write this month’s blog recapping the beer industry for 2011 and offer my set of projections for 2012. I have
decided to leave making any prognostications up to those who enjoy this type of exercise and focus on what has made many breweries
and distributors successful. Running a successful business takes great leadership but sustaining that business over
time requires a keen business sense as well as being involved with your local community. Through my years I have seen
distributorships excel above their competitors because of their close ties to the community. Creating a positive image for
your products and organization in your local community creates a competitive advantage that augments your service and employees.
I recently spoke with a young entrepreneur who
is building his business based on being a local brewer in the Dallas market. Wim Bens is currently building a brewery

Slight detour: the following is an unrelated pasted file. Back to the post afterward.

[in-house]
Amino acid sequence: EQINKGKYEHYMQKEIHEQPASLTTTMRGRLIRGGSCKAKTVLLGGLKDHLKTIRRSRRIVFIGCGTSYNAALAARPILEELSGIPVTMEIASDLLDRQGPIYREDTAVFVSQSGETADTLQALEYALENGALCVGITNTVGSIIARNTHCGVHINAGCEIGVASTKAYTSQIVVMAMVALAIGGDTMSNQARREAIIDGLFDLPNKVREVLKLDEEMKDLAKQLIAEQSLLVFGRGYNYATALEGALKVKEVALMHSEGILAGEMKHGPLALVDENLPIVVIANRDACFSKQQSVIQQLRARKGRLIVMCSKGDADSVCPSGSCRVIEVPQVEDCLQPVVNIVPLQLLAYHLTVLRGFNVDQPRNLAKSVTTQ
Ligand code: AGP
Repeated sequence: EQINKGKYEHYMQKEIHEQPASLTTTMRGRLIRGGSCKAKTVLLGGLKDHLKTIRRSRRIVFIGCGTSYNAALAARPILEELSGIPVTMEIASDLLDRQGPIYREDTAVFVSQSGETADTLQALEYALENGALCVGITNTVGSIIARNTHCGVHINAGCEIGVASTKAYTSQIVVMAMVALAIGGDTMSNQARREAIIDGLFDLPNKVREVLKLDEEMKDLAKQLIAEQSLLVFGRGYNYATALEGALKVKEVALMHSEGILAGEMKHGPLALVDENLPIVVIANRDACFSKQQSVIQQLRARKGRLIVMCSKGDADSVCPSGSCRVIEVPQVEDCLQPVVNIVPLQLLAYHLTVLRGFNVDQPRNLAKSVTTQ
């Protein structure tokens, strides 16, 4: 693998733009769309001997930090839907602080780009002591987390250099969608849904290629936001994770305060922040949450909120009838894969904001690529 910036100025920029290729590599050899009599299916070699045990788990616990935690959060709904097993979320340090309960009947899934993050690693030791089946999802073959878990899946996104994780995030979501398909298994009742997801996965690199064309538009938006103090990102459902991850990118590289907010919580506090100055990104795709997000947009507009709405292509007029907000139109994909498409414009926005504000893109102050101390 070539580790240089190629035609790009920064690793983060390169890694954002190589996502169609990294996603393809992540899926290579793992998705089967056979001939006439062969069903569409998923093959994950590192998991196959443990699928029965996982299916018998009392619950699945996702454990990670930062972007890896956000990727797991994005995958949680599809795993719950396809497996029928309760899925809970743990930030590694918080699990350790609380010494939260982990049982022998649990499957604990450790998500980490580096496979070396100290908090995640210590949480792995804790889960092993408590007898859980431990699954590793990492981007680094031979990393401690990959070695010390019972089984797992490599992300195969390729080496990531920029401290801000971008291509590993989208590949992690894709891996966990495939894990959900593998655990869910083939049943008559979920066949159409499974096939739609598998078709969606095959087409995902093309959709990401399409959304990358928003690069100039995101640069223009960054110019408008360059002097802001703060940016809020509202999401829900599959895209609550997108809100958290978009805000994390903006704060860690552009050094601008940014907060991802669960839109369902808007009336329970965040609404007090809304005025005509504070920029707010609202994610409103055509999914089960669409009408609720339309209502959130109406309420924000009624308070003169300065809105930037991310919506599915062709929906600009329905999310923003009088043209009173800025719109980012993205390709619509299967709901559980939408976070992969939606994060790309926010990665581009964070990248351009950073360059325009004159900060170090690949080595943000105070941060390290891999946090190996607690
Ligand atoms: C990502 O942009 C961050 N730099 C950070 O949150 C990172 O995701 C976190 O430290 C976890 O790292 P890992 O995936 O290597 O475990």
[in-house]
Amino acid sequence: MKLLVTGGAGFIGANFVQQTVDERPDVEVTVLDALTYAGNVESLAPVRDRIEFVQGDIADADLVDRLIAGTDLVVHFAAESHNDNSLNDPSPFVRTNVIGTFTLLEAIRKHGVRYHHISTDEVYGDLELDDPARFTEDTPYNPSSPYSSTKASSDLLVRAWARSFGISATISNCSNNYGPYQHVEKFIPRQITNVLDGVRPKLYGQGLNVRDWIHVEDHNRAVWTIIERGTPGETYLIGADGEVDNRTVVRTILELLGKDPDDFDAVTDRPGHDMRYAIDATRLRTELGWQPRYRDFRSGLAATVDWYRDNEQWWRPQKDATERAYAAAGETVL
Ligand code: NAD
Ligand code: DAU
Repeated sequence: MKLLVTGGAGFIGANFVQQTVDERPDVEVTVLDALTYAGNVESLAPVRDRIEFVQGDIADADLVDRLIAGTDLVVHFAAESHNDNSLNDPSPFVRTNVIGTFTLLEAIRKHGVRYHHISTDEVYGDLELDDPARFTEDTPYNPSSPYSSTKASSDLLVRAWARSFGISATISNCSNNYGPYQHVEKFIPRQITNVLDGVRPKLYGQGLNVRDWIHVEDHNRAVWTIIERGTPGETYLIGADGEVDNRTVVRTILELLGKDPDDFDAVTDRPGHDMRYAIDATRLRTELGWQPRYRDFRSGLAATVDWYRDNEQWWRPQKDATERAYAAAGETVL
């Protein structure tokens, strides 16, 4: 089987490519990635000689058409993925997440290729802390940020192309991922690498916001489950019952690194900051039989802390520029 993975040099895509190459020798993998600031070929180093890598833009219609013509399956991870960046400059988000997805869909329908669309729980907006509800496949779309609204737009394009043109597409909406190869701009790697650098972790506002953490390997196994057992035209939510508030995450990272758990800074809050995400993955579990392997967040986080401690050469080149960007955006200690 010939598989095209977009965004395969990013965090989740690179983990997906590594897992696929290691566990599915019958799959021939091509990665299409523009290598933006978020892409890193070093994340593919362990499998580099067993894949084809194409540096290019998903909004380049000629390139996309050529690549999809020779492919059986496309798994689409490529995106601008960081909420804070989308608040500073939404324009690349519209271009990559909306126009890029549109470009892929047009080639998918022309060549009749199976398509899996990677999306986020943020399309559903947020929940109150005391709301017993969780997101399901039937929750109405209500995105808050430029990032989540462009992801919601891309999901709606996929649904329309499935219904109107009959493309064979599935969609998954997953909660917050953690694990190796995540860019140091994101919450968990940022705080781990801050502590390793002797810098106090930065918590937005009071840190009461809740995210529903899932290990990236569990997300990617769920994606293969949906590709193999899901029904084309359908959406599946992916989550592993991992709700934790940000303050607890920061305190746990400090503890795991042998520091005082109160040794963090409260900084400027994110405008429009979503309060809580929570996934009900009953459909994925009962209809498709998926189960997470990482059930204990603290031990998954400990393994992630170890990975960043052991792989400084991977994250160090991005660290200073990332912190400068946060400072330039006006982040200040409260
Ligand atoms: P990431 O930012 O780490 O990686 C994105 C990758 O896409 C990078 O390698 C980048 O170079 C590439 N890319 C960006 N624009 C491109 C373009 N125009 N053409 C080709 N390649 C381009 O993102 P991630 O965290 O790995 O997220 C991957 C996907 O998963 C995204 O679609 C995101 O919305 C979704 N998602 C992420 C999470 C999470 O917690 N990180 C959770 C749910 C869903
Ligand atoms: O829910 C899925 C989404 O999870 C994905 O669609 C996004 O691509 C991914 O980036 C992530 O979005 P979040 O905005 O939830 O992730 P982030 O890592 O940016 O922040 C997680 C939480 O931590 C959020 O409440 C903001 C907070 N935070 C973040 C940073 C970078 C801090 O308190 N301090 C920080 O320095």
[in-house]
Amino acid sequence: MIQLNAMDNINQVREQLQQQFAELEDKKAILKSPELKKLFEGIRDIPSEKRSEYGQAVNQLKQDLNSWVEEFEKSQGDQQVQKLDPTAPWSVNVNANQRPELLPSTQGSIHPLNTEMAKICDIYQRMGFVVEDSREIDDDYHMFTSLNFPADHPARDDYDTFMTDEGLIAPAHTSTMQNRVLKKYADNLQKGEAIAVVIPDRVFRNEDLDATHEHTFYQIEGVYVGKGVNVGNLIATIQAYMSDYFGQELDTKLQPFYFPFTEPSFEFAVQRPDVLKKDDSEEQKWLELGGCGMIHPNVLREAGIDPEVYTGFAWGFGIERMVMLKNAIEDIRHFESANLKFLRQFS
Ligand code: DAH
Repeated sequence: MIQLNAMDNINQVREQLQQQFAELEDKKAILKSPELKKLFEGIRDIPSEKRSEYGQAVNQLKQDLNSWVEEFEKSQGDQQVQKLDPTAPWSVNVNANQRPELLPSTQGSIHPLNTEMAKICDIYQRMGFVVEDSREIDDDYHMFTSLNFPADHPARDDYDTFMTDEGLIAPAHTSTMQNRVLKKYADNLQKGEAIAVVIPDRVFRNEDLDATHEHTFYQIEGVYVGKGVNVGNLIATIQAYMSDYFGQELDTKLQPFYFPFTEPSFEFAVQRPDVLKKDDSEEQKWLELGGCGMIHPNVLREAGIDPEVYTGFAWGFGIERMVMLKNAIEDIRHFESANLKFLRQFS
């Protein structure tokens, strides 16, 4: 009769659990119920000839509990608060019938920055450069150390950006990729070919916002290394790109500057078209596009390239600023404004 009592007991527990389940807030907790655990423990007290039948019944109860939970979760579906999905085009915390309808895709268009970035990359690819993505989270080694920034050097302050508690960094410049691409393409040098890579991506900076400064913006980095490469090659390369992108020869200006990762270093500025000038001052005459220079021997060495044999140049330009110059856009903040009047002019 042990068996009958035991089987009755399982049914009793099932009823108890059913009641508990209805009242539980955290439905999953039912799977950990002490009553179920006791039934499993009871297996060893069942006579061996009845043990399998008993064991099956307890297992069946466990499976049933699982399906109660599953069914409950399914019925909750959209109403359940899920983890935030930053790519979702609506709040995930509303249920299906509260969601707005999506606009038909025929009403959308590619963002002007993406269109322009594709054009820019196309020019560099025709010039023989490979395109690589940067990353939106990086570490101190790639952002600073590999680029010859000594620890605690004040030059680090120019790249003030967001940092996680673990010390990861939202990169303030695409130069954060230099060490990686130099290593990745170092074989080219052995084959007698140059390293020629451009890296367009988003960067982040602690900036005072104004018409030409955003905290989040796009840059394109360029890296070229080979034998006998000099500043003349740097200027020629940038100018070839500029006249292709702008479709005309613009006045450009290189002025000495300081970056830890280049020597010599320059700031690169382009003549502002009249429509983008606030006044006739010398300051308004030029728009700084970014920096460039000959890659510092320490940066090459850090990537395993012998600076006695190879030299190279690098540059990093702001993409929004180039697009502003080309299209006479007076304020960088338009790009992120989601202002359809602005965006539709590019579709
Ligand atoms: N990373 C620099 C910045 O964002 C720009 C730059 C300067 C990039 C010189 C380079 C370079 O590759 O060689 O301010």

in the Dallas area called Lakewood Brewery and is counting on his local ties in the community for his success. Wim has
already been speaking with local accounts and has sampled some of his beers with those in the Lakewood area. Based on
the press coverage he has received so far and the reaction by the retailers I think Wim is on the right track. While
time will tell if Lakewood Brewery is successful, I think it is intriguing that Wim has reached back and captured an element
of what has made many breweries and distributors successful. Having local ties creates a connection to your retailers
as well as the consumer and has historically created a loyalty to brands and distributorships. Distributors have always